Lectures on the Sphere and Duties of Woman: And Other Subjects
J. Murphy, 1841 - 272 من الصفحات
Introduction -- Sphere and duties of woman -- Education of woman -- Moral uses of poetry -- The moral nature of man -- Progress and prospects of society.
ما يقوله الناس - كتابة مراجعة
لم نعثر على أي مراجعات في الأماكن المعتادة.
طبعات أخرى - عرض جميع المقتطفات
عبارات ومصطلحات مألوفة
accomplishments action affection ages appear beauty become better called cause character comes condition course created cultivated daughter deep developed Divine duties earth elevation existence experience expression eyes fact fear feeling female give given greater hand happiness heart higher hope hour human improvement influence instinct intellectual interest knowledge labor lectures legislation less literature live Lord mankind means ment mind moral mother nature never night noble object original pass passions past perfect perhaps perpetual physical pleasures poet poetry possession present principle public opinion reason receive relation religion respect secure sense sentiments society soul speak sphere spirit spring strength strong suffer taste things thought tion toil true truth universal voice whole wisdom woman women young
الصفحة 197 - Had I but died an hour before this chance, I had liv'da blessed time; for, from this instant, There's nothing serious in mortality : All is but toys : renown, and grace, is dead ; The wine of life is drawn, and the mere lees Is left this vault to brag of.
الصفحة 188 - To hear the lark begin his flight, And singing, startle the dull night, From his watch-tower in the skies, Till the dappled dawn doth rise...
الصفحة 181 - And there lay the rider, distorted and pale, With the dew on his brow, and the rust on his mail...
الصفحة 180 - THE Assyrian came down like the wolf on the fold, And his cohorts were gleaming in purple and gold; And the sheen of their spears was like stars on the sea, When the blue wave rolls nightly on deep Galilee. Like the leaves of the forest when Summer is green, That host with their banners at sunset were seen; Like the leaves of the forest when Autumn hath blown, That host on the morrow lay withered and strown.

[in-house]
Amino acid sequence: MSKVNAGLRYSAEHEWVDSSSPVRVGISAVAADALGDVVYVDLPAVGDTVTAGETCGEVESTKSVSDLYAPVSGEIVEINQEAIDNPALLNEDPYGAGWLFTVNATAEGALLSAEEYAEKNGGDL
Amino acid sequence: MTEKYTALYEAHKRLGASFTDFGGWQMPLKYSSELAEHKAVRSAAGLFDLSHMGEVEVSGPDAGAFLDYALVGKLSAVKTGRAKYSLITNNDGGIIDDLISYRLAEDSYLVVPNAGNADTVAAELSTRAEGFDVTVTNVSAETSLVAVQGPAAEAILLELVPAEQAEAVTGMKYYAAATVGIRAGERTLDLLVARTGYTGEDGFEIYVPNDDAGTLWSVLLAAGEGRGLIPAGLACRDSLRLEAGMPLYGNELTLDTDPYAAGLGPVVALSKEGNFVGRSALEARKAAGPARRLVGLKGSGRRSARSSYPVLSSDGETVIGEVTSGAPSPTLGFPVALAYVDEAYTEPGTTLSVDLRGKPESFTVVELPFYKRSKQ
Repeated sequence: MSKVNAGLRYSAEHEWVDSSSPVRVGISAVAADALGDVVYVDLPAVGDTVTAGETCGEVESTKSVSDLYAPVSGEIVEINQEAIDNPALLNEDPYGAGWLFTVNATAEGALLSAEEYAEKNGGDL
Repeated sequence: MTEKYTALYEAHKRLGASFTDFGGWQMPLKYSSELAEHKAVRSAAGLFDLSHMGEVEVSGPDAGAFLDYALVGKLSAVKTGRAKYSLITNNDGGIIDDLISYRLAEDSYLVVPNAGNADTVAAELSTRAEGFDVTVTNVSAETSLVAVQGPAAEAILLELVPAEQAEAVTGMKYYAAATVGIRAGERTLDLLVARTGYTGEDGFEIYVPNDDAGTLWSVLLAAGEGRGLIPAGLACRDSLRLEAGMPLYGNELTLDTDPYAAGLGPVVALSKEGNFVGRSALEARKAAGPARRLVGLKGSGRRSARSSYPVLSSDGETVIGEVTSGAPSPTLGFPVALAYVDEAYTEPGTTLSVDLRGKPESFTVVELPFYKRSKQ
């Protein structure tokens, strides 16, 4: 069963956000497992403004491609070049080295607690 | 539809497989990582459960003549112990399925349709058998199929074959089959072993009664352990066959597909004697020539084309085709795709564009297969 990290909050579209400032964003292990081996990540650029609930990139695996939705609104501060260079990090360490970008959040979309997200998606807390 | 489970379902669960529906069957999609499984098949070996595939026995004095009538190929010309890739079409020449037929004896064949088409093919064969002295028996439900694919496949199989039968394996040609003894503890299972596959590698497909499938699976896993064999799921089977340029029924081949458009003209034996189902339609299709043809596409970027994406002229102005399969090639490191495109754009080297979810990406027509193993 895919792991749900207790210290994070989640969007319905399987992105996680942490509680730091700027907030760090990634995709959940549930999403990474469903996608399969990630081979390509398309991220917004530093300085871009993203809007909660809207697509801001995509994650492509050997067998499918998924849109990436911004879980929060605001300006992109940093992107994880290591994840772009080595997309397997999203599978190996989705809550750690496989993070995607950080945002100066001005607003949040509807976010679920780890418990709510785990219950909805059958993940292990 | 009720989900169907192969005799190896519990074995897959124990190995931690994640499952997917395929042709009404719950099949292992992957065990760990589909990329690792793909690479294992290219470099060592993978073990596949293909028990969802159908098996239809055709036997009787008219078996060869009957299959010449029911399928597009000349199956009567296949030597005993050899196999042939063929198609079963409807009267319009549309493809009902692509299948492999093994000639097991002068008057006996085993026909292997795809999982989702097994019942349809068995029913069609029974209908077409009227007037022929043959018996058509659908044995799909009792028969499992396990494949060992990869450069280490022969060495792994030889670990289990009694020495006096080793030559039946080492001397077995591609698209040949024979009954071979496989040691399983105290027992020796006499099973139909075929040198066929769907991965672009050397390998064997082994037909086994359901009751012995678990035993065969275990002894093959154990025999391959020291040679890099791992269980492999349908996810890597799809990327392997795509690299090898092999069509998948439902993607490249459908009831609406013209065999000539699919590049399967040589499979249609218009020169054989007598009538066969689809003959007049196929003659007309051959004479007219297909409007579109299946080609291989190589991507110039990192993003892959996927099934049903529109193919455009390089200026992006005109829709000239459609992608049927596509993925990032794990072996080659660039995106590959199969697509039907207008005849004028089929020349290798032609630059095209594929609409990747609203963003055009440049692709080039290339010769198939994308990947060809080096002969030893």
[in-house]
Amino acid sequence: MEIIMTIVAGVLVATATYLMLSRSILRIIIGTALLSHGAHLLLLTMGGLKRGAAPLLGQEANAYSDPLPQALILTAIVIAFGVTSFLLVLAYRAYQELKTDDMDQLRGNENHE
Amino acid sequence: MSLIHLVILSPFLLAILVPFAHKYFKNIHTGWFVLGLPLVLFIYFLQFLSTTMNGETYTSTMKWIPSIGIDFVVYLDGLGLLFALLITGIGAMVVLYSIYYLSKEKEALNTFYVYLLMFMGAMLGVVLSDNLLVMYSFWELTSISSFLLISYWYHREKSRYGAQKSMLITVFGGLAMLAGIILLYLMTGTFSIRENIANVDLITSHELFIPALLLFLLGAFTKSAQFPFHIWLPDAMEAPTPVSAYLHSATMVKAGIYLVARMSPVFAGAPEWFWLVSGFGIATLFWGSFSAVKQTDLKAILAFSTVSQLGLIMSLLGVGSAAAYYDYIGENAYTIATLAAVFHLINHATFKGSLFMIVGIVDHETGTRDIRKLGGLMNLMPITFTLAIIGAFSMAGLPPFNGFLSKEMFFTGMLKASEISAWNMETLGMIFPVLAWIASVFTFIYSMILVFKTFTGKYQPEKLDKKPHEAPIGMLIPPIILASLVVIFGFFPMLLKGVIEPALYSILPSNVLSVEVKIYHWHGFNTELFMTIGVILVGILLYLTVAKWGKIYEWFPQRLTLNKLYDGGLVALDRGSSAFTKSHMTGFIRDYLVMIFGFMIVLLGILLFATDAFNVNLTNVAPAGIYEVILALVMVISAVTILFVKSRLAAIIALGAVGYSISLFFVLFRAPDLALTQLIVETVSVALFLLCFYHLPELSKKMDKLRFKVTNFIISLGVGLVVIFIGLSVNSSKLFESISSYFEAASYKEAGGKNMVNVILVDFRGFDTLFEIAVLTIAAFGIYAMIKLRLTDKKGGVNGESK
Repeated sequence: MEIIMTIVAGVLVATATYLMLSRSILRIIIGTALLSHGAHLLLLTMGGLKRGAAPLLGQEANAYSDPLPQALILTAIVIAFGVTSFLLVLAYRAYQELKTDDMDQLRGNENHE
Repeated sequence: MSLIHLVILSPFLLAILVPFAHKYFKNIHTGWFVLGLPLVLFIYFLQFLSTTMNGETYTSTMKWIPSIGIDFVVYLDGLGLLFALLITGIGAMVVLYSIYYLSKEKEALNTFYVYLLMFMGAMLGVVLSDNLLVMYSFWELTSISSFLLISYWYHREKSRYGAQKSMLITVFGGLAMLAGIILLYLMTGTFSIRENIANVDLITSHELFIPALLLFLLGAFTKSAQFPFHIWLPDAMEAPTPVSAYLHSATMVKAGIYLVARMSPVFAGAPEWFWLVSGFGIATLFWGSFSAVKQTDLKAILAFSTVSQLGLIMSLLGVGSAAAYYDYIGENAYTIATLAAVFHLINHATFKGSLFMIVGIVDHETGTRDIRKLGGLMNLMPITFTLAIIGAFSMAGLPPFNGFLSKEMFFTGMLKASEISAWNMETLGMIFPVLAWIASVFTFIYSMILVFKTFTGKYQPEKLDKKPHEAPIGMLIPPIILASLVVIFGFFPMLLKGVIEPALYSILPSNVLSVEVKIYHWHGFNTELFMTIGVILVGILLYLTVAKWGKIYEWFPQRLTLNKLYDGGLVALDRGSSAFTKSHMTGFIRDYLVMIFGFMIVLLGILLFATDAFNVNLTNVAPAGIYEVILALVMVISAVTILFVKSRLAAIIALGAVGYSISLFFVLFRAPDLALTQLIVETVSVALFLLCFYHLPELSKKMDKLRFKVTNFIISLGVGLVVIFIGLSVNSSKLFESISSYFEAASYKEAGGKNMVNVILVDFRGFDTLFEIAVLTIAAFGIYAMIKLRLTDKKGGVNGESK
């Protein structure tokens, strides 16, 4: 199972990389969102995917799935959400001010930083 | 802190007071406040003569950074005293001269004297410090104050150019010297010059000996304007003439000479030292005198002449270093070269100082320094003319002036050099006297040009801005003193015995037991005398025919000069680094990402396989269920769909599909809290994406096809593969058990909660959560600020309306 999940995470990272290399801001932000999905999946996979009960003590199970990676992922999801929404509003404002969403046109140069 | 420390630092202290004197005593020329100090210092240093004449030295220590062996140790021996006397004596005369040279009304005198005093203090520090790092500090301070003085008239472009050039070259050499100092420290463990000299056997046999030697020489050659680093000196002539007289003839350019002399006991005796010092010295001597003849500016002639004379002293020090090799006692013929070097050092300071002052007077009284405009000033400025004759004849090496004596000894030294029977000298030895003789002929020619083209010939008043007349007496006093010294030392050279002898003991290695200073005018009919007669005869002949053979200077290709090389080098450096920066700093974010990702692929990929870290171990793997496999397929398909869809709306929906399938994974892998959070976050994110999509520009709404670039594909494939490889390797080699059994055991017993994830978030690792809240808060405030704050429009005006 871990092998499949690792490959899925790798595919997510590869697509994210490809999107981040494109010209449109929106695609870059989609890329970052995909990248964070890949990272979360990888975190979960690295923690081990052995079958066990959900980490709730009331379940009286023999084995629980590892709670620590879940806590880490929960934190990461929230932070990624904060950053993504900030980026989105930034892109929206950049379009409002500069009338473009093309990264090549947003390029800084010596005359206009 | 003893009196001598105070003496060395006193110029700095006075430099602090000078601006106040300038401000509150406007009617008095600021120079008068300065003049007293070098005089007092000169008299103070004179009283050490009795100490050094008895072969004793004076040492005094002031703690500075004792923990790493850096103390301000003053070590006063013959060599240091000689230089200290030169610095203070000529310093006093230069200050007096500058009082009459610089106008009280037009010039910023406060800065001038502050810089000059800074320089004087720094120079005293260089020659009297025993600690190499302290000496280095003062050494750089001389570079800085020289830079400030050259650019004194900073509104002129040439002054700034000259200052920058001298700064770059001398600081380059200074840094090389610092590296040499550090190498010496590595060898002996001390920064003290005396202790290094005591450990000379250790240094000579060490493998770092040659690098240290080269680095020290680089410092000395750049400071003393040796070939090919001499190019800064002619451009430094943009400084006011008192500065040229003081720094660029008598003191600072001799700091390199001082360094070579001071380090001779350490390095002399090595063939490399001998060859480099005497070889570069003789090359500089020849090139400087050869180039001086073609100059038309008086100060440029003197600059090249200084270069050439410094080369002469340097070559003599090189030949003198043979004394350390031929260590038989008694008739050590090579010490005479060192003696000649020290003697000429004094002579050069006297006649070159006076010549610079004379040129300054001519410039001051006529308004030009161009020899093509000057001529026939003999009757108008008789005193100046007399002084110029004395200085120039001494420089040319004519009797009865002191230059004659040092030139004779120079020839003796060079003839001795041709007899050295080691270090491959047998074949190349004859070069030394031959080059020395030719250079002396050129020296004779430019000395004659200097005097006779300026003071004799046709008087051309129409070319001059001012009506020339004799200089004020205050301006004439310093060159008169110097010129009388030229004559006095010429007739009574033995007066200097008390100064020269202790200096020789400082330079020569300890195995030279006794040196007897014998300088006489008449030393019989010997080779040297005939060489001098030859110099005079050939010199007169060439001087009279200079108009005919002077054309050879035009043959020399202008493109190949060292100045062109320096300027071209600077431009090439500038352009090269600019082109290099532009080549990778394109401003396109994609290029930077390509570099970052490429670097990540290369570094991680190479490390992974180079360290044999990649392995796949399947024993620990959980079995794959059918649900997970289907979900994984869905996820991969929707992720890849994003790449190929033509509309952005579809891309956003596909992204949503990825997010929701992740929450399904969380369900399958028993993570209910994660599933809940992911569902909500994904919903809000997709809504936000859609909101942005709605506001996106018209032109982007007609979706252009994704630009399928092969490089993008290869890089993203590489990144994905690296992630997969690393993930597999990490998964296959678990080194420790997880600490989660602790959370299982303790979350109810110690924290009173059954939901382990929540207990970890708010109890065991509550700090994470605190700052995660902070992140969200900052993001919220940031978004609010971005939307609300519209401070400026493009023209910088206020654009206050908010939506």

الصفحة 46 - And ever against eating cares, Lap me in soft Lydian airs, Married to immortal verse, Such as the meeting soul may pierce In notes, with many a winding bout Of linked sweetness long drawn out, With wanton heed, and giddy cunning, The melting voice through mazes running, Untwisting all the chains that tie The hidden soul of harmony ; That Orpheus...
الصفحة 180 - And it came to pass that night, that the angel of the Lord went out and smote in the camp of the Assyrians an hundred fourscore and five thousand : and when they arose early in the morning, behold, they were all dead corpses.
الصفحة 183 - twas but the wind, Or the car rattling o'er the stony street; On with the dance! let joy be unconfined; No sleep till morn, when Youth and Pleasure meet To chase the glowing Hours with flying feet.— But hark!
الصفحة 173 - By the rivers of Babylon, there we sat down, yea, we wept, when we remembered Zion. We hanged our harps upon the willows in the midst thereof. For there they that carried us away captive required of us a song ; and they that wasted us required of us mirth, saying, Sing us one of the songs of Zion.
الصفحة 184 - And Ardennes waves above them her green leaves, Dewy with nature's tear-drops as they pass, Grieving, if aught inanimate e'er grieves, Over the unreturning brave, - alas! Ere evening to be trodden like the grass...
الصفحة 27 - I see before me the Gladiator lie : He leans upon his hand — his manly brow Consents to death, but conquers agony, And his droop'd head sinks gradually low — And through his side the last drops, ebbing slow From the red gash, fall heavy, one by one, Like the first of a thunder-shower ; and now The arena swims around him — he is gone, Ere ceased the inhuman shout which hail'd the wretch who won.